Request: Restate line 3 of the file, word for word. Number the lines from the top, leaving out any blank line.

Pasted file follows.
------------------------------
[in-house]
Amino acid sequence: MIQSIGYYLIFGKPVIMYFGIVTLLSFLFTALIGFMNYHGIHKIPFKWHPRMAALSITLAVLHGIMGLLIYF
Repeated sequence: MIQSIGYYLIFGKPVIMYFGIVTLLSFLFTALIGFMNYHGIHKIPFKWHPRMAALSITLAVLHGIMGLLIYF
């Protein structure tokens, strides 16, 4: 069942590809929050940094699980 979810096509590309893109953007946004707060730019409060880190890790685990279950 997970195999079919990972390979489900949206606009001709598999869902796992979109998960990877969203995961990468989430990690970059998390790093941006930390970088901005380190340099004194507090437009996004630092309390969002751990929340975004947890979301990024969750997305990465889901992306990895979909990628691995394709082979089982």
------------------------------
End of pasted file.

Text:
Repeated sequence: MIQSIGYYLIFGKPVIMYFGIVTLLSFLFTALIGFMNYHGIHKIPFKWHPRMAALSITLAVLHGIMGLLIYF